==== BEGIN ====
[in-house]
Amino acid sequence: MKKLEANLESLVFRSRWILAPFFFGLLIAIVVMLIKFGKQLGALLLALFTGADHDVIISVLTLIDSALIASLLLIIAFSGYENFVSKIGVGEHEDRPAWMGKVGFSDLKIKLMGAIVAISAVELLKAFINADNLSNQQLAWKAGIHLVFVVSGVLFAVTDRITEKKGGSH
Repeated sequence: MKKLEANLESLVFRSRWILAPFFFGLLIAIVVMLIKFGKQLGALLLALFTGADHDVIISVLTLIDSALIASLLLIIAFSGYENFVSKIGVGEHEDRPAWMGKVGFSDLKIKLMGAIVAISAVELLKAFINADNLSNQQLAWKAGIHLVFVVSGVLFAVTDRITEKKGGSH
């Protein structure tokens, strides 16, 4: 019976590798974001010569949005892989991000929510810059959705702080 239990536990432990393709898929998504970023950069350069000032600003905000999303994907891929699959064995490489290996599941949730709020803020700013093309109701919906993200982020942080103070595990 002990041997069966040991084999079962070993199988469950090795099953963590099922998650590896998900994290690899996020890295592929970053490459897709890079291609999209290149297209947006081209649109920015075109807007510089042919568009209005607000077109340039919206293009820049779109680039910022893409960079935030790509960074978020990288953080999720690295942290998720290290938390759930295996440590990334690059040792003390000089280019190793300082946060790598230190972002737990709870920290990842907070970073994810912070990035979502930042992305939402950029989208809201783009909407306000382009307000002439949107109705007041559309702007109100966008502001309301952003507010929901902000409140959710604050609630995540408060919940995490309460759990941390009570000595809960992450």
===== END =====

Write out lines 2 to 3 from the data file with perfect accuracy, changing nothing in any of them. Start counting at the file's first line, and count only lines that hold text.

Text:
Amino acid sequence: MKKLEANLESLVFRSRWILAPFFFGLLIAIVVMLIKFGKQLGALLLALFTGADHDVIISVLTLIDSALIASLLLIIAFSGYENFVSKIGVGEHEDRPAWMGKVGFSDLKIKLMGAIVAISAVELLKAFINADNLSNQQLAWKAGIHLVFVVSGVLFAVTDRITEKKGGSH
Repeated sequence: MKKLEANLESLVFRSRWILAPFFFGLLIAIVVMLIKFGKQLGALLLALFTGADHDVIISVLTLIDSALIASLLLIIAFSGYENFVSKIGVGEHEDRPAWMGKVGFSDLKIKLMGAIVAISAVELLKAFINADNLSNQQLAWKAGIHLVFVVSGVLFAVTDRITEKKGGSH